Spencer Shorter appeals his convictions for three counts of aggravated assault on a police officer, fleeing, or attempting to elude a police officer, obstruction of a police officer, and possession of a firearm by a convicted felon. This appeal arose from the same incident and trial addressed in Shaw v. State, 238 Ga. App. 757
(---- SE2d ----) (1999). Shorter argues his first appellate counsel was ineffective for waiving his right to assert his trial counsel's ineffectiveness. He also argues that insufficient evidence supports the verdicts. For the reasons that follow, we affirm.
1. Shorter contends his case should be remanded to the trial court for a hearing on whether his initial appellate counsel was ineffective for failing to argue, in a motion for new trial, that his trial counsel was ineffective, thus waiving the issue. Trial counsel was ineffective, according to Shorter, because he did not move to suppress the evidence obtained from Shorter's car after a lengthy police chase. The question before us is whether Shorter is entitled to a hearing on the issue of the ineffectiveness of his first appellate counsel.
Because the trial court decided the motion for new trial made by Shorter's first appellate counsel before his second appellate counsel was appointed, this is the first opportunity he has had to raise this issue. Generally, when the appeal presents the first opportunity to raise an ineffective assistance claim, we remand the case to the trial court for an evidentiary hearing on the issue. However, remand is not mandated if we can determine from the record that Shorter cannot satisfy the two-prong test set forth in Strickland v. Washington, 466 U. S. 668, 695-696 (104 SC 2052, 80 LE2d 674) (1984). Mackey v. State, 235 Ga. App. 209 (1) (509 SE2d 68) (1998)
; Setser v. State, 233 Ga. App. 822
, 824 (2) (505 SE2d 798
Under Strickland, Shorter has to show "both that counsel's performance was deficient and that a reasonable probability exists that but for counsel's deficient performance, the result of the proceeding would have been different." Davis v. State, 221 Ga. App. 131
, 133 (3) (470 SE2d 520
) (1996). We conclude that Shorter cannot meet either requirement, because a review of the record shows that a motion to suppress evidence at trial would have been without merit.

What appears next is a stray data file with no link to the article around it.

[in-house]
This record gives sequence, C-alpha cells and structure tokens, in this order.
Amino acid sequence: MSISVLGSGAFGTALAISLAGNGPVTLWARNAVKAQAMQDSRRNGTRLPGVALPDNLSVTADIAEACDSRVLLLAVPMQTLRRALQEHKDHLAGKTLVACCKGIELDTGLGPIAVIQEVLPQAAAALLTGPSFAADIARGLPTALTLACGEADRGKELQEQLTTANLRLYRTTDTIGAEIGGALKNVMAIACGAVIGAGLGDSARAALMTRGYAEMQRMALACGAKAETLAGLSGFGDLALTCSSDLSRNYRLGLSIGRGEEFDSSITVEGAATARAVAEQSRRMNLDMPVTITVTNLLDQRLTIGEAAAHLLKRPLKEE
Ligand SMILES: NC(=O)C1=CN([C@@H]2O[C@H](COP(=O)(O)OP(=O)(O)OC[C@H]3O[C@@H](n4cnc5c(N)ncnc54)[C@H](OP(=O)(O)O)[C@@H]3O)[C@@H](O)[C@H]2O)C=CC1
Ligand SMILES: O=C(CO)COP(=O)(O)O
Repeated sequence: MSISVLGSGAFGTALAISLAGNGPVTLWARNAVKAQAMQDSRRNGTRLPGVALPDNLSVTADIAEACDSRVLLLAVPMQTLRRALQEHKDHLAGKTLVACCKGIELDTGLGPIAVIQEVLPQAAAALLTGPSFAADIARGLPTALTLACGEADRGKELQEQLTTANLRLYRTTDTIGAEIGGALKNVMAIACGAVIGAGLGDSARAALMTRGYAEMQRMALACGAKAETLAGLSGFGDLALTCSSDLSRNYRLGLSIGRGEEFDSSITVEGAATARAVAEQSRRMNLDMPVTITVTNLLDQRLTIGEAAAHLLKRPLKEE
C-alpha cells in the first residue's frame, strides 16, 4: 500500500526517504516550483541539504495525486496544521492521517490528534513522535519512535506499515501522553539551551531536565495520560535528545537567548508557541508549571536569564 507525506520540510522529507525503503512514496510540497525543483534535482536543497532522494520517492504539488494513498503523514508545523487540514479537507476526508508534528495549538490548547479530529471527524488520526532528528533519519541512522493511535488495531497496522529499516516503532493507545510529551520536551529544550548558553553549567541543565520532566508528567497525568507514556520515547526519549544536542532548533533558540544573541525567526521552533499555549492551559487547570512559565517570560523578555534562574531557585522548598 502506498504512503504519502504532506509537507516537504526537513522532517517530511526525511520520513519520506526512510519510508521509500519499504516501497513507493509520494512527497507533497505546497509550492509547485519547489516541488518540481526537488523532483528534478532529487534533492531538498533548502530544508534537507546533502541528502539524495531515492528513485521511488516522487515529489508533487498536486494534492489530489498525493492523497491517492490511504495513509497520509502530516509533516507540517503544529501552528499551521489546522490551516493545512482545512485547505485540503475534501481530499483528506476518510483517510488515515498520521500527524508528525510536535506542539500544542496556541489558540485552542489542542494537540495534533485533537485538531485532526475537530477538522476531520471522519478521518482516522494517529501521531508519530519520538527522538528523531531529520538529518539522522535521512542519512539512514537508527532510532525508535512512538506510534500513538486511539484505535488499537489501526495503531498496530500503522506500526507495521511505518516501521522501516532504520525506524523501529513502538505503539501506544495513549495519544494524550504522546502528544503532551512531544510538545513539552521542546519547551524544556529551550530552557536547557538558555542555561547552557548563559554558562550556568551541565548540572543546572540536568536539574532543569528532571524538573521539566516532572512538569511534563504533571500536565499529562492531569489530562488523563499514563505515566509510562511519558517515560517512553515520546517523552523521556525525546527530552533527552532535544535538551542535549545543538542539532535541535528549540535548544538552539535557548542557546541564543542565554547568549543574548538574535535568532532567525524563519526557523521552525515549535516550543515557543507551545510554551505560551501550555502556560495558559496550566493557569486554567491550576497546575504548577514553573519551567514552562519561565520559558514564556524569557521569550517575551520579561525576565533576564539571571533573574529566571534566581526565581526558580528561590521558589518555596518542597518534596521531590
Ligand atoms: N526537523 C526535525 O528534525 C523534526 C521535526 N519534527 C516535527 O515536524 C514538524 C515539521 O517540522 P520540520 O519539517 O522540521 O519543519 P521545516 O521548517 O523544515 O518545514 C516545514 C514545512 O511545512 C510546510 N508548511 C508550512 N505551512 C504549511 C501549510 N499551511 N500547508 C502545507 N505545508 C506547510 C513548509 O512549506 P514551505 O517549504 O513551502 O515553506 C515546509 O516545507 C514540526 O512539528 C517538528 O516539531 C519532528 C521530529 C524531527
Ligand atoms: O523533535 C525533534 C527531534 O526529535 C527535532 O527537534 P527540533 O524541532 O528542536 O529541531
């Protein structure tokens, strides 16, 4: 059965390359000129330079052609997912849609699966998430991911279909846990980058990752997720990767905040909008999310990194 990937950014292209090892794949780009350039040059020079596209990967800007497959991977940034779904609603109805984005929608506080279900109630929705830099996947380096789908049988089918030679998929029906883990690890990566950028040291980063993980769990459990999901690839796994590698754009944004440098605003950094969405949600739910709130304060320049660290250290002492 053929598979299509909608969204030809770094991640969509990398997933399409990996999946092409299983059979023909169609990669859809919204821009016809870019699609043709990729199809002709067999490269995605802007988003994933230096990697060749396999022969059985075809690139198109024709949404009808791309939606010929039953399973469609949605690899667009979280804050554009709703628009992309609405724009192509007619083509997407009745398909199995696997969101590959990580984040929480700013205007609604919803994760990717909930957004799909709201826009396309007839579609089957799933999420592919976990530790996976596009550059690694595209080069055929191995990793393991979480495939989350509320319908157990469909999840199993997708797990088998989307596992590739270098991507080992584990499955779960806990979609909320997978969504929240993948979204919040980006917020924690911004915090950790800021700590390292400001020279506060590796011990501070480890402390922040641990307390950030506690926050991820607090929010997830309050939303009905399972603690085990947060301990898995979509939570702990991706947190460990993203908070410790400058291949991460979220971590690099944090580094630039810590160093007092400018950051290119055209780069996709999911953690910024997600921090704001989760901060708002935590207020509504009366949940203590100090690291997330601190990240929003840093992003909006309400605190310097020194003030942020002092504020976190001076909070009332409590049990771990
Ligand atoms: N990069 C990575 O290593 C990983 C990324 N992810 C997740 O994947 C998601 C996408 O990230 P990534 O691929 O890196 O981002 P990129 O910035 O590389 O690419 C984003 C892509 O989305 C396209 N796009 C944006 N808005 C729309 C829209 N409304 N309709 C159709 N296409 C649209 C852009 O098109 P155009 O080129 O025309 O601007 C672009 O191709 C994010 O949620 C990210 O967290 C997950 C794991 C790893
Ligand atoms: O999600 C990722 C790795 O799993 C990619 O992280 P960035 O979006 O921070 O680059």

Shorter contends the evidence seized from his car following the police chase should be suppressed because the police officer who initially tried to pull him over had no reasonable suspicion he had committed a crime, and was acting on an insufficiently detailed tip. We disagree.
" 'Although an officer may conduct a brief investigative stop of a vehicle, such a stop must be justified by specific and articulable facts which, taken together with rational inferences from those facts, reasonably warrant that intrusion. Terry v. Ohio, 392 U. S. 1, 21 (88 SC 1868, 20 LE2d 889) (1968).' "
(Citations and punctuation omitted.) Shapiro v. State, 233 Ga. App. 620 (2) (504 SE2d 719) (1998)
. While a general tip to be on the lookout for a vehicle such as "a white van" may not create sufficient articulable suspicion, Vansant v. State, 264 Ga. 319
, 321 (2) (443 SE2d 474
) (1994), a more particularized description of a suspect vehicle may provide a reasonable suspicion sufficient to warrant a Terry stop. Thomason v. State, 268 Ga. 298
, 301 (2) (a) (486 SE2d 861
) (1997). In Thomason, the officer knew "the color of both the car and its top, the manufacturer, model, and model year of the car, and the driver's gender and race." Id. at 301.
Here, the officer was looking for a blue Cadillac with four black men near the area where a tipster said he saw gunshots fired from such a car. A blue Cadillac with four black men in it crossed the road directly in front of the police car, almost hitting it. The officer had to stop in the middle of the street to avoid a collision. These facts support the conclusion that the officer had a reasonable, articulable suspicion for attempting to pull the Cadillac over. Subsequent gunshots from the car during the ensuing chase ripened the suspicion into probable cause for arrest.
Because the issue Shorter claims trial counsel should have raised is not meritorious, we conclude that Shorter cannot satisfy the first element of the Strickland test, deficient performance on the part of his first appellate counsel.
"[I]t is not deficient to fail to file a motion which is frivolous. Even if a deficiency did result from trial counsel's failure to file a motion to suppress, [Shorter's] burden is to make a strong showing that if trial counsel had made a motion to suppress, the damaging evidence would have been suppressed."
Mayes v. State, 229 Ga. App. 372
, 373 (1) (494 SE2d 34
) (1997). Shorter has not shown that a motion to suppress evidence seized from his Cadillac would have been successful, and cannot show that his first appellate counsel's failure to assert his trial counsel's ineffectiveness was deficient.